U.K. Should Introduce Canadian-Style Visa System, Panel Says

  • Region-specific visas would help boost social integration
  • Immigration controls are a key part of May’s Brexit strategy

A vehicle makes its way through the Canadian border crossing in Niagara Falls, Ontario.

Photographer: Cole Burston/Bloomberg

Britain should introduce a Canadian-style immigration system to help ease the conflict at the center of the Brexit debate, a panel of lawmakers said.

Such a system would devolve decisions over immigration, allowing local administrations to set quotas based on “economic and cultural needs,” the All Party Parliamentary Group on Social Integration said in a report published Thursday. It also said migrants should have to learn English and urged the government to promote awareness of U.K. laws, tradition and culture.

“It’s clear that immigration has impacted on different communities in different ways and the pace of change has alarmed many,” said Chuka Umunna, the opposition Labour Party lawmaker who heads the committee. Government immigration policy should be “a middle way between the laissez-faire multiculturalism favored by successive British governments and the assimilationist politics of the French Burkini ban.”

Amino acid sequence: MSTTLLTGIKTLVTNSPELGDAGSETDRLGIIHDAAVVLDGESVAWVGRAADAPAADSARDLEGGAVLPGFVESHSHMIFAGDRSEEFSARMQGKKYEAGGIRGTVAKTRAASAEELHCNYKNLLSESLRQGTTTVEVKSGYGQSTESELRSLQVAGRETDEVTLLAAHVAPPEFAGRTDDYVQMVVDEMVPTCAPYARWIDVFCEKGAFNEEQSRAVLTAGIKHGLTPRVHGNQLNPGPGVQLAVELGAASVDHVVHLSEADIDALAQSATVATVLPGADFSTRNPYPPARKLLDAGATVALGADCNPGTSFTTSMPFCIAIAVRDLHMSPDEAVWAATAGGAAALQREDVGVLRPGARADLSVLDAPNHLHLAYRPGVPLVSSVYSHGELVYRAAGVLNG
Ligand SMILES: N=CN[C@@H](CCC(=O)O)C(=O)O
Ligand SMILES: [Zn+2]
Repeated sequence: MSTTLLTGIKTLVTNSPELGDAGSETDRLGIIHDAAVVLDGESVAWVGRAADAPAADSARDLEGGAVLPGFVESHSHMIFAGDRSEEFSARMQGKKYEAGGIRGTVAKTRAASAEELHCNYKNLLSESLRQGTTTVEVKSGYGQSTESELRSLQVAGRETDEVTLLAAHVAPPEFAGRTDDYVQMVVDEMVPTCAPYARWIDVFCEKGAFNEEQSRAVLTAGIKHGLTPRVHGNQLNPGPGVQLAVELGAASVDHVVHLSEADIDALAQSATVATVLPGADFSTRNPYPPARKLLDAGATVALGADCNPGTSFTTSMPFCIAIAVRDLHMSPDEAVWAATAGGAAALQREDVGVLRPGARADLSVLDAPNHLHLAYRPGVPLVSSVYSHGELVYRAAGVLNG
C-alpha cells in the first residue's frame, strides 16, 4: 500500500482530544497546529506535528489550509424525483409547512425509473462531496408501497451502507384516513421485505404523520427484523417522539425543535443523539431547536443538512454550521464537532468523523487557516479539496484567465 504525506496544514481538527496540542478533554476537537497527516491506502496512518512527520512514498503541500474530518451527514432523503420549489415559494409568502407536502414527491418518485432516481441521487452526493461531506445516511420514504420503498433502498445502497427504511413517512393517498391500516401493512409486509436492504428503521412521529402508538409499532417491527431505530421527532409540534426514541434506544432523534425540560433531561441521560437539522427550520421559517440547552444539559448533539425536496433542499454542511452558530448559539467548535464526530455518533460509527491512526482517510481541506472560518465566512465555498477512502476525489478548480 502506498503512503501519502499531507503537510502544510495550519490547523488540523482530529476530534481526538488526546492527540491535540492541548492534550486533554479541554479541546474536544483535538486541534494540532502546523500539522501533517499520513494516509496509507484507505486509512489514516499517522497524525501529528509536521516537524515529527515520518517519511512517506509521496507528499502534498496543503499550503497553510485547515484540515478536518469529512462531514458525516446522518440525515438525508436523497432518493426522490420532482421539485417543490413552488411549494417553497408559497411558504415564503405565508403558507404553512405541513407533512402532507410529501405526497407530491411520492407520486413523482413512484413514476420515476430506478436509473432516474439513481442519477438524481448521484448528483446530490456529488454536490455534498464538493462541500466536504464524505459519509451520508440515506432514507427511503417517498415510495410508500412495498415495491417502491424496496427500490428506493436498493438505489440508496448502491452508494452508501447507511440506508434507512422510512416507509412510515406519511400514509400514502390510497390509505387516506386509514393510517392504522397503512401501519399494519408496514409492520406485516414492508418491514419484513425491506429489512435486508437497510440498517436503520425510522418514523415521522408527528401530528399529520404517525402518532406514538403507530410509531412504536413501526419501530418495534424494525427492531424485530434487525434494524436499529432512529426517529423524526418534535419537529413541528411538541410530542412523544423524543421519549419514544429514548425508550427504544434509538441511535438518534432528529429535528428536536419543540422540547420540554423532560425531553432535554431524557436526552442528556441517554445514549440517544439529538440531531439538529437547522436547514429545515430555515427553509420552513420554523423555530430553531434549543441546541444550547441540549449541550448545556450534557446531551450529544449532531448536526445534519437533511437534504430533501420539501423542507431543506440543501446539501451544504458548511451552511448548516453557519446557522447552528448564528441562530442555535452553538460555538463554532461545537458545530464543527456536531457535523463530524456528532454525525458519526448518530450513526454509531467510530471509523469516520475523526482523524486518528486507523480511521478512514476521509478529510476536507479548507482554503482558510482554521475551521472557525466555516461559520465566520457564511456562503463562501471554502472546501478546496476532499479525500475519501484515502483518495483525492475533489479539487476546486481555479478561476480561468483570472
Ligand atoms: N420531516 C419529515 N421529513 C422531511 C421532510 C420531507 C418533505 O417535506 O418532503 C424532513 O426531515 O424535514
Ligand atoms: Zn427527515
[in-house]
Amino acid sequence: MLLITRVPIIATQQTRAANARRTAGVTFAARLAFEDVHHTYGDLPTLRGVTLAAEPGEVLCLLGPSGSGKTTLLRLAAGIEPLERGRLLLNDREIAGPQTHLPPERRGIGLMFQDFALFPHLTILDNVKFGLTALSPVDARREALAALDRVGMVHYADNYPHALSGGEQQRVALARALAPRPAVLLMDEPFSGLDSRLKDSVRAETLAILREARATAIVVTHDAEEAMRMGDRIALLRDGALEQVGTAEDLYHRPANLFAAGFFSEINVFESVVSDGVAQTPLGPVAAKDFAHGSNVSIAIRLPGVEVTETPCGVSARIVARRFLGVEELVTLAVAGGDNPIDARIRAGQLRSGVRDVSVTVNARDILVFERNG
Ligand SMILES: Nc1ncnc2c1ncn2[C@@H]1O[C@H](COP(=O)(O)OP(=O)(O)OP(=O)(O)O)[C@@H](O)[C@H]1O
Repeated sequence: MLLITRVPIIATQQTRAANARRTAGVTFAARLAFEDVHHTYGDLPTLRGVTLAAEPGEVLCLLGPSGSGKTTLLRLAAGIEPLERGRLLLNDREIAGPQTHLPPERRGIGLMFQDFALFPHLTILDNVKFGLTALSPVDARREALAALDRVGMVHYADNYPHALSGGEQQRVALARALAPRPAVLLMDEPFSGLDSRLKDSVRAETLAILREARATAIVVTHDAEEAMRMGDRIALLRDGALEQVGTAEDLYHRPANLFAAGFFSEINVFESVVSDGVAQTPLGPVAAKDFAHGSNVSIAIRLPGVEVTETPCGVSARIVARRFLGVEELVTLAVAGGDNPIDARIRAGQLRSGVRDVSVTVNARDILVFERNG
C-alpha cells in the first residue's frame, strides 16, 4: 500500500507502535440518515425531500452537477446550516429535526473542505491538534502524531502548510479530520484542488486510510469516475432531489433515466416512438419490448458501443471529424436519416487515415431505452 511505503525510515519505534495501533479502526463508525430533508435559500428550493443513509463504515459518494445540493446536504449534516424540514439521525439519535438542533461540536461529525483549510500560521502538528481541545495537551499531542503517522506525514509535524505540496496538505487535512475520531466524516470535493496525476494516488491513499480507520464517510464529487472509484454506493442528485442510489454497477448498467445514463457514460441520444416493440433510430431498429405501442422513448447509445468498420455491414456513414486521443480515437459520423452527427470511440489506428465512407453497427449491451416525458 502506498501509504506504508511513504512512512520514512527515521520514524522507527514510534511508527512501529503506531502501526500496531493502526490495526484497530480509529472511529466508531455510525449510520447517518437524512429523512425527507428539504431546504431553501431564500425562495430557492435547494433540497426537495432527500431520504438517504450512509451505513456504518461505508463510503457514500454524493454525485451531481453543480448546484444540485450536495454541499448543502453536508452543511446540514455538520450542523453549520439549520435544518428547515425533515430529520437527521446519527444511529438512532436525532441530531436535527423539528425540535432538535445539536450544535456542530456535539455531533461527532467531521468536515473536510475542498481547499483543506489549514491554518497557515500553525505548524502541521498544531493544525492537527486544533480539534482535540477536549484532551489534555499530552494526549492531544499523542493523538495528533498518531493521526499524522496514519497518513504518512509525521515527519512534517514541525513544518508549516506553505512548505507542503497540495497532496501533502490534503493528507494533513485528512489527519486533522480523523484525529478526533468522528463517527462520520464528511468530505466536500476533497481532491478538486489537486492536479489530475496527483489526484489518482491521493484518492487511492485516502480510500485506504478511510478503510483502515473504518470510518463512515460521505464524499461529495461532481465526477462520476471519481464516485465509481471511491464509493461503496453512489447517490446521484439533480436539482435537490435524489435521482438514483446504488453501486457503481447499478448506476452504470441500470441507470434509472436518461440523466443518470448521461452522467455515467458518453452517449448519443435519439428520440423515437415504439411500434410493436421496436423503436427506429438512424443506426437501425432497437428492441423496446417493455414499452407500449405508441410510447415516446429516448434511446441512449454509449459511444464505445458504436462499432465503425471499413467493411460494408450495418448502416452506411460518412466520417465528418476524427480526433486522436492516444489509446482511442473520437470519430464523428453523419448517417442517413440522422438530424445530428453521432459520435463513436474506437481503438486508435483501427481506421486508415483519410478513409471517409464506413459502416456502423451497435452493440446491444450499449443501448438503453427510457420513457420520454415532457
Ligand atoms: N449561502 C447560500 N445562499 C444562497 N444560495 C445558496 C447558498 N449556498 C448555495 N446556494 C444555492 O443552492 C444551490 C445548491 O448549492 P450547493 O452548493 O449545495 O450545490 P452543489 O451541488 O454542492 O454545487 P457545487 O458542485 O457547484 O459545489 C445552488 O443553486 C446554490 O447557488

Immigration was a key reason why Britons voted last year to leave the European Union and Prime Minister Theresa May has pledged restrictions as she prepares to trigger formal Brexit talks by the end of March.

The feeling is not shared by all. Scottish First Minister Nicola Sturgeon advocates the U.K. remaining in the European Economic Area, which ensures the free movement of people, while London Mayor Sadiq Khan has said he wants a bespoke immigration policy for the capital to avoid a “chronic skills shortage.”

Net migration stood at a near-record 335,000 in the 12 months through June 2016, the latest official figures show. May’s government has said it wants to reduce it to below 100,000.

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